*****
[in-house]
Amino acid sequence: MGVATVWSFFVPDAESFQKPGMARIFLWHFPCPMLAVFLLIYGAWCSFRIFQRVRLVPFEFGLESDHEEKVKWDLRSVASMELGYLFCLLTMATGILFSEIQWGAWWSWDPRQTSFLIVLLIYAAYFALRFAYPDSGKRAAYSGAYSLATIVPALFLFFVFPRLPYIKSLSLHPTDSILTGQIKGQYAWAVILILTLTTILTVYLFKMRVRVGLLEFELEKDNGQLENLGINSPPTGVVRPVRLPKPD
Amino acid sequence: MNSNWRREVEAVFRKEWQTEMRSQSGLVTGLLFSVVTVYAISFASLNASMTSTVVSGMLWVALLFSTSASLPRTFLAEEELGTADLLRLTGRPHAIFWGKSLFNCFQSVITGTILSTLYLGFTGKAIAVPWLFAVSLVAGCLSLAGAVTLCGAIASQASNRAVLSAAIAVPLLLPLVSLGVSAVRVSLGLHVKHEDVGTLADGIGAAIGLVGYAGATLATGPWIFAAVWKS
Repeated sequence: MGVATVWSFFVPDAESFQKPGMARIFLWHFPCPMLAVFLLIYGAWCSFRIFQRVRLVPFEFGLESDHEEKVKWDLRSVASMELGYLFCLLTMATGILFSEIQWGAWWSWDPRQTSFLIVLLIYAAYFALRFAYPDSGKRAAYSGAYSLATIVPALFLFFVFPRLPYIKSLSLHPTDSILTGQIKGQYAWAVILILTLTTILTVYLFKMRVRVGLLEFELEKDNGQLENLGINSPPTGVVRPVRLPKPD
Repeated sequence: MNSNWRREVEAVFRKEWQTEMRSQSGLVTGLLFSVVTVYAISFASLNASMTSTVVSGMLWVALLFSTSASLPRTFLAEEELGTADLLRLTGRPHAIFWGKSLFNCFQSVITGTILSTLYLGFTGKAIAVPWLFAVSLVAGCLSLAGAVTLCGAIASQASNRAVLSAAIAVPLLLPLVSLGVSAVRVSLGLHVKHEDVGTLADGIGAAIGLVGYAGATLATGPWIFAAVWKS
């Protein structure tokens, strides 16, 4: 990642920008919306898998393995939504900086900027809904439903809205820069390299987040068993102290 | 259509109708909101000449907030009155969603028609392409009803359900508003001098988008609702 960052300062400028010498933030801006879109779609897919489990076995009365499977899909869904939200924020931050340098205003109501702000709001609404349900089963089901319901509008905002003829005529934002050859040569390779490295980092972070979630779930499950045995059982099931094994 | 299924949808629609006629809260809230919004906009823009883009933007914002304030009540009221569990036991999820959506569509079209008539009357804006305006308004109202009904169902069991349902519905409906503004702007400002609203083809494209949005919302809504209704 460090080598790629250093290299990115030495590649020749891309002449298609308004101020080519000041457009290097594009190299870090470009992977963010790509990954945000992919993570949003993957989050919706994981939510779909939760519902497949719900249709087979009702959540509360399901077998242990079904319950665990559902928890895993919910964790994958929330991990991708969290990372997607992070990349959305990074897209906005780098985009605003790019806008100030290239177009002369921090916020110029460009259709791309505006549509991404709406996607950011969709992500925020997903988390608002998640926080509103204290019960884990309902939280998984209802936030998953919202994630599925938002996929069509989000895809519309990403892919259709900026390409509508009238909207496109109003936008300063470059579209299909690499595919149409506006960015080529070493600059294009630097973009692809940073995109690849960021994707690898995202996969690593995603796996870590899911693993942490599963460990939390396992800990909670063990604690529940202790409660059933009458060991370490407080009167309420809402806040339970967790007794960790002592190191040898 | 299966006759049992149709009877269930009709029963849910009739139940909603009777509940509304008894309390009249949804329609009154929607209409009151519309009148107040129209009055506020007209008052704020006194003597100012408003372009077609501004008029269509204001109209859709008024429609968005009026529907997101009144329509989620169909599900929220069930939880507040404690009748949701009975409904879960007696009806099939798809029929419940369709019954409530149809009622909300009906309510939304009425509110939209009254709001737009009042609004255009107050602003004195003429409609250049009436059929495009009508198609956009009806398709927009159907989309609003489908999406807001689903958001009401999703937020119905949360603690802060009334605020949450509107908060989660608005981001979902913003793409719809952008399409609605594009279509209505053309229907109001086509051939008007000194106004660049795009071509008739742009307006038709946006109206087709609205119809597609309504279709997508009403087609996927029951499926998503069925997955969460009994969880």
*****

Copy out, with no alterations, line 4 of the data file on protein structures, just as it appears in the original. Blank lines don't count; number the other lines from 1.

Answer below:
Repeated sequence: MGVATVWSFFVPDAESFQKPGMARIFLWHFPCPMLAVFLLIYGAWCSFRIFQRVRLVPFEFGLESDHEEKVKWDLRSVASMELGYLFCLLTMATGILFSEIQWGAWWSWDPRQTSFLIVLLIYAAYFALRFAYPDSGKRAAYSGAYSLATIVPALFLFFVFPRLPYIKSLSLHPTDSILTGQIKGQYAWAVILILTLTTILTVYLFKMRVRVGLLEFELEKDNGQLENLGINSPPTGVVRPVRLPKPD